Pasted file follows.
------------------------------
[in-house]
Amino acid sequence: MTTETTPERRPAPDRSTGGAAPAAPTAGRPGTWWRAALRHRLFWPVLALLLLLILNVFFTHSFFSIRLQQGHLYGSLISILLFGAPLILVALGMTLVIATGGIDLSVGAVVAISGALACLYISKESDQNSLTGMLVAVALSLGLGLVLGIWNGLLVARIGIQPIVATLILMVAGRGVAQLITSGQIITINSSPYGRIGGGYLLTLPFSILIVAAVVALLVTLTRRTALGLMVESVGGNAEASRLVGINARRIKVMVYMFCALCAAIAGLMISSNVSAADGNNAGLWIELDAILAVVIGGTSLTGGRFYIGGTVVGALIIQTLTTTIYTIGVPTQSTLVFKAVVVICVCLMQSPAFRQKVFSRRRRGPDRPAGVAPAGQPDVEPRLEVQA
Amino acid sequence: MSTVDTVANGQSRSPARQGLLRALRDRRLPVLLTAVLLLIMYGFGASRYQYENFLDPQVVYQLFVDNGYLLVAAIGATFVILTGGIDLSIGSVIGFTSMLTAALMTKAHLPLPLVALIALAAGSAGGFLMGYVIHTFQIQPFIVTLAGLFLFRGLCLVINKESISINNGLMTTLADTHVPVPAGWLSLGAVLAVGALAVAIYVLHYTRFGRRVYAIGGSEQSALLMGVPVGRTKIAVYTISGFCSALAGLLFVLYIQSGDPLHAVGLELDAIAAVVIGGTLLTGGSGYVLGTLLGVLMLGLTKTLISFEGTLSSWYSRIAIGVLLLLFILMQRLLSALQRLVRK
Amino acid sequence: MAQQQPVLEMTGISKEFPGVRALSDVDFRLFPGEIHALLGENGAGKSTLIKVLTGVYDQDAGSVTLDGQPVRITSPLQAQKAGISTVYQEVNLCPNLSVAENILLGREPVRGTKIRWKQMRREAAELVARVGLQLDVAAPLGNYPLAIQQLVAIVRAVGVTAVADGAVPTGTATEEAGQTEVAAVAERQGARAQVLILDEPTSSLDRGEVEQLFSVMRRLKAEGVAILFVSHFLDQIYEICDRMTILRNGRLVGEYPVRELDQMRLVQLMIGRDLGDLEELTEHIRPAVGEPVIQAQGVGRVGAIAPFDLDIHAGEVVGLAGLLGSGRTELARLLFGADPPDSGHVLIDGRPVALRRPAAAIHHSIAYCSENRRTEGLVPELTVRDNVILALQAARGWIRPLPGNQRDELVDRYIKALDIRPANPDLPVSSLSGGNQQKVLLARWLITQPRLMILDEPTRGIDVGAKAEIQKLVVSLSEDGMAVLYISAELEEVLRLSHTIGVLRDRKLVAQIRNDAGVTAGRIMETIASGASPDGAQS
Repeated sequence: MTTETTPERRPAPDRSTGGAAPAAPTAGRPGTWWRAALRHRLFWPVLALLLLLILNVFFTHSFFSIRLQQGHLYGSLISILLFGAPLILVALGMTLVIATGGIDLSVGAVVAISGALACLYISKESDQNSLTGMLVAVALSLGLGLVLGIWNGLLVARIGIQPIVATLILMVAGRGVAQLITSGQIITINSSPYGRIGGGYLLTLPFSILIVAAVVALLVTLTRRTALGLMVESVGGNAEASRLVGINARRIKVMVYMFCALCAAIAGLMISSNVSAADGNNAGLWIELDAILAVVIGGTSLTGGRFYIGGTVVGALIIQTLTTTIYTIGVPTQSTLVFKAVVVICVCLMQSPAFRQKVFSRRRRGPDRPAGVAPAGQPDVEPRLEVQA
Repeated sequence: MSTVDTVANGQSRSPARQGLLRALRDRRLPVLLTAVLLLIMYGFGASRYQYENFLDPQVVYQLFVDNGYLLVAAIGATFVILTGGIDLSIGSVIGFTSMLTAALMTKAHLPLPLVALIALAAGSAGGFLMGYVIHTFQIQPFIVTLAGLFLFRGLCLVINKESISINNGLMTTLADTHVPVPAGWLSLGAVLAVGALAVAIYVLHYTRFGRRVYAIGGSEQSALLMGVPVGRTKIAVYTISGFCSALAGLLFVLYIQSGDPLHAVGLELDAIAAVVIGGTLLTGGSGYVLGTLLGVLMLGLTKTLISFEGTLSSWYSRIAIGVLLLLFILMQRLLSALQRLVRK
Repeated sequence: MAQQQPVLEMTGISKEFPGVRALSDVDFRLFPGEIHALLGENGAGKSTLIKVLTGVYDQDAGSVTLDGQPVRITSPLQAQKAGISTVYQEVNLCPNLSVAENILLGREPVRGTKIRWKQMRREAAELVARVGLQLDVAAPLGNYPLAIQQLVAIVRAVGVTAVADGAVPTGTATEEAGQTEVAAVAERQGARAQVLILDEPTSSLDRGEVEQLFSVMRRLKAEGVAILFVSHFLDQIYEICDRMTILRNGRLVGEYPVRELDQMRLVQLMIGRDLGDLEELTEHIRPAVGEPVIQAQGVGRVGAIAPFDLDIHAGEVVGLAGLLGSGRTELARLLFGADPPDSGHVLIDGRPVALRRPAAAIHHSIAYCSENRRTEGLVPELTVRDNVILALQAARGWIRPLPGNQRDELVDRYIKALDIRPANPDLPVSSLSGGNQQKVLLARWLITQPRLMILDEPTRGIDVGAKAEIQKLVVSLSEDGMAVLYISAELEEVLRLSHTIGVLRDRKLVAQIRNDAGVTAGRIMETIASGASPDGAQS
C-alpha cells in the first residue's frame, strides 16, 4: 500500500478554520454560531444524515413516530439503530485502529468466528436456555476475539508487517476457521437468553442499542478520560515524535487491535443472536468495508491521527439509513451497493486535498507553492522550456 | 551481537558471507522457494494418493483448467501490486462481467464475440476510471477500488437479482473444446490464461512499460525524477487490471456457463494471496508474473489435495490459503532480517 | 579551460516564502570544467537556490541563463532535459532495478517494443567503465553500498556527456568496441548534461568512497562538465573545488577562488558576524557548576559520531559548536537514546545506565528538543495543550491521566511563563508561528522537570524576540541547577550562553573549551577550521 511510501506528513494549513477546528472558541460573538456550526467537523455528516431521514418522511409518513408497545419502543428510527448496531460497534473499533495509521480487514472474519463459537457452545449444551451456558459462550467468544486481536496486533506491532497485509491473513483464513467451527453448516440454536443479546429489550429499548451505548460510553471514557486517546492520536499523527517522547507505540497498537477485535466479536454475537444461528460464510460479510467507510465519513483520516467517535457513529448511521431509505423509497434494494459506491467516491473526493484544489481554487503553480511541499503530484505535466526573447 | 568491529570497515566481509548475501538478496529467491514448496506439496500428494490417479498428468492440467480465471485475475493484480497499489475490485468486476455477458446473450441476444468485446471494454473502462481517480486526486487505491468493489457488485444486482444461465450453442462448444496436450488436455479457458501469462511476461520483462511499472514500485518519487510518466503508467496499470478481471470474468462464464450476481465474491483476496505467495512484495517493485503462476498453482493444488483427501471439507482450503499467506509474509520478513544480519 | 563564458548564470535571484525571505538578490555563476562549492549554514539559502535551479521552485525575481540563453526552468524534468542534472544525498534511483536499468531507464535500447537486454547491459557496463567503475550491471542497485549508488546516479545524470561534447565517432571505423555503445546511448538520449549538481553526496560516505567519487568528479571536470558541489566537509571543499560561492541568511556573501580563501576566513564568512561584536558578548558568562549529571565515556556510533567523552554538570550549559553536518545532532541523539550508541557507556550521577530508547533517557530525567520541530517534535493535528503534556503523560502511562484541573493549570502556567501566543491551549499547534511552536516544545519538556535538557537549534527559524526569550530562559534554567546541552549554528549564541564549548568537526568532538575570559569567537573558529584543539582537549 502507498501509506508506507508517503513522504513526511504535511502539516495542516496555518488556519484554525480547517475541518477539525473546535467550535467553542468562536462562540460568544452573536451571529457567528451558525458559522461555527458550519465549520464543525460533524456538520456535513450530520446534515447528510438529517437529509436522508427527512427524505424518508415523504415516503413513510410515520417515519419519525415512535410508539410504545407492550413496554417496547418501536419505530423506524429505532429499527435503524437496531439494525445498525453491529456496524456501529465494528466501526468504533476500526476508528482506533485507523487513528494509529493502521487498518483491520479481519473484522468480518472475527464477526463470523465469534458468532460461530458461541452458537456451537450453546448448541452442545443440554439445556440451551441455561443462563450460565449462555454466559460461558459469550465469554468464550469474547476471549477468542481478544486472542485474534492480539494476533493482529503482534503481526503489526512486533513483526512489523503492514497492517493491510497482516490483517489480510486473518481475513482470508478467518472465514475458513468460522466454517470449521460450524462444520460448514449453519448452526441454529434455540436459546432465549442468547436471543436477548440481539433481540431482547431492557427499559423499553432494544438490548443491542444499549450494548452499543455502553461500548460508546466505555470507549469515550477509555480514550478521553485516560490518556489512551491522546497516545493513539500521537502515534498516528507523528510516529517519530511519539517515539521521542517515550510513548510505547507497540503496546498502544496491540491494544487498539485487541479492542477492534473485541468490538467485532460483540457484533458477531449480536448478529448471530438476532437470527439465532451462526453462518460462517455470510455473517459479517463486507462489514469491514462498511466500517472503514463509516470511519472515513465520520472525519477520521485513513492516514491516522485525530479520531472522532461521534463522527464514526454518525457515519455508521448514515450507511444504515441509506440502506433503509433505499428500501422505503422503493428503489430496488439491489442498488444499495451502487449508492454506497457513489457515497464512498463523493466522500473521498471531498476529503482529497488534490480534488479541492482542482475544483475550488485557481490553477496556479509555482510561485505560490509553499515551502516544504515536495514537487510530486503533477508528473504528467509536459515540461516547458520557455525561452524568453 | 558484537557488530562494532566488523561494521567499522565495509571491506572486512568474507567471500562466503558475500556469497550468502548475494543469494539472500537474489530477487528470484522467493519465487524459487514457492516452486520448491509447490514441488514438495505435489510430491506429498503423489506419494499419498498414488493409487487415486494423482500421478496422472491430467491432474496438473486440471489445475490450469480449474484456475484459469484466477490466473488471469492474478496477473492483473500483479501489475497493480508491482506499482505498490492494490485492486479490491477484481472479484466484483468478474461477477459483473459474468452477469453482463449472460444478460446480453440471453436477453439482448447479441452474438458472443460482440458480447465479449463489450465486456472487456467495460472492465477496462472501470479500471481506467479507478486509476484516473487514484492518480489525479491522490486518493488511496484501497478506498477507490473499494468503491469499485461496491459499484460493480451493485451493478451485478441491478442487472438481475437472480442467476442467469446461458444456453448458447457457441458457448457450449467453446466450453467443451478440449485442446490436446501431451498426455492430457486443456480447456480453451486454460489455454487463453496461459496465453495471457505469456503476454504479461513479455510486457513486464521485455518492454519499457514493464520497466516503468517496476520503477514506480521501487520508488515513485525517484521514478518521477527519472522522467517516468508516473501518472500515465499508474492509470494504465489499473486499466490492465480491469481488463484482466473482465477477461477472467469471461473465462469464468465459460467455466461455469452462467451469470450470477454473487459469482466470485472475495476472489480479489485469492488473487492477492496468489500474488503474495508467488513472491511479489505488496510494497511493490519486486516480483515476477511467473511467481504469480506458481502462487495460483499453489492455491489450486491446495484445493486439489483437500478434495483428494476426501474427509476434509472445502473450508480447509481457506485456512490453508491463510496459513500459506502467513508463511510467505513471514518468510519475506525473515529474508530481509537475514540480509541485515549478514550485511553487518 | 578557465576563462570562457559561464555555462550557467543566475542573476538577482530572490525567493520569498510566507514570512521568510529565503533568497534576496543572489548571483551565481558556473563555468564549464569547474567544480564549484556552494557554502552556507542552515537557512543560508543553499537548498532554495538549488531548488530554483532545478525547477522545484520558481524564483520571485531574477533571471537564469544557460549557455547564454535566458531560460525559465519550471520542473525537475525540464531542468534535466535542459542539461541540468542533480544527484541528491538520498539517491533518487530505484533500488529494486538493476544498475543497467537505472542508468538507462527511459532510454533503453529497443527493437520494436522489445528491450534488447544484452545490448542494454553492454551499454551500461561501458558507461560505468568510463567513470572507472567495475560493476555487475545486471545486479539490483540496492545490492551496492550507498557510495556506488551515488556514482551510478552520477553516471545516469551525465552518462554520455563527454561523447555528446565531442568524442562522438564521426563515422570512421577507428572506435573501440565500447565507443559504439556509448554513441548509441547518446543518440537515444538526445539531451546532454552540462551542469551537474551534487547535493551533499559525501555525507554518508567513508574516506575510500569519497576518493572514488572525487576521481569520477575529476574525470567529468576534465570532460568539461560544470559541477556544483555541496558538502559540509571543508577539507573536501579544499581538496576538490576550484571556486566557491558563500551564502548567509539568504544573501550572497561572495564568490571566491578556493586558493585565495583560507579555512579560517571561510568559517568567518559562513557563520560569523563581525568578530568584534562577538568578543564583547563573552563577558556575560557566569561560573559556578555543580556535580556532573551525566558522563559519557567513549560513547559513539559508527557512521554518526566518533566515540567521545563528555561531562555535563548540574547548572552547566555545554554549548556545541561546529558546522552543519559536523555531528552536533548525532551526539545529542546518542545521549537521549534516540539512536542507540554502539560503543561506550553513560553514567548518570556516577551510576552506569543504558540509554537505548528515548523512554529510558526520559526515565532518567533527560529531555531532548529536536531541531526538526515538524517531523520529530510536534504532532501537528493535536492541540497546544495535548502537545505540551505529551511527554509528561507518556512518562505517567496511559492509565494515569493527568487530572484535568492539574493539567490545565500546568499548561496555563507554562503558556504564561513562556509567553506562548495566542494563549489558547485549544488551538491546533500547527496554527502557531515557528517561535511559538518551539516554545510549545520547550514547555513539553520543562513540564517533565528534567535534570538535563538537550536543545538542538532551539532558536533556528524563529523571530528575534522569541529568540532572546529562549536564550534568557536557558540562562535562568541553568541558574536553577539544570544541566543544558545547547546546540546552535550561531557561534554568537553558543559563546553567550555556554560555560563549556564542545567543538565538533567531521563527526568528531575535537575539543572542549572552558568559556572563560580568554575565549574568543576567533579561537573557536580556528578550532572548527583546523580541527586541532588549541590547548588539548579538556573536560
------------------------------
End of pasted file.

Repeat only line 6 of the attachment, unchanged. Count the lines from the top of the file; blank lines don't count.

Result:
Repeated sequence: MSTVDTVANGQSRSPARQGLLRALRDRRLPVLLTAVLLLIMYGFGASRYQYENFLDPQVVYQLFVDNGYLLVAAIGATFVILTGGIDLSIGSVIGFTSMLTAALMTKAHLPLPLVALIALAAGSAGGFLMGYVIHTFQIQPFIVTLAGLFLFRGLCLVINKESISINNGLMTTLADTHVPVPAGWLSLGAVLAVGALAVAIYVLHYTRFGRRVYAIGGSEQSALLMGVPVGRTKIAVYTISGFCSALAGLLFVLYIQSGDPLHAVGLELDAIAAVVIGGTLLTGGSGYVLGTLLGVLMLGLTKTLISFEGTLSSWYSRIAIGVLLLLFILMQRLLSALQRLVRK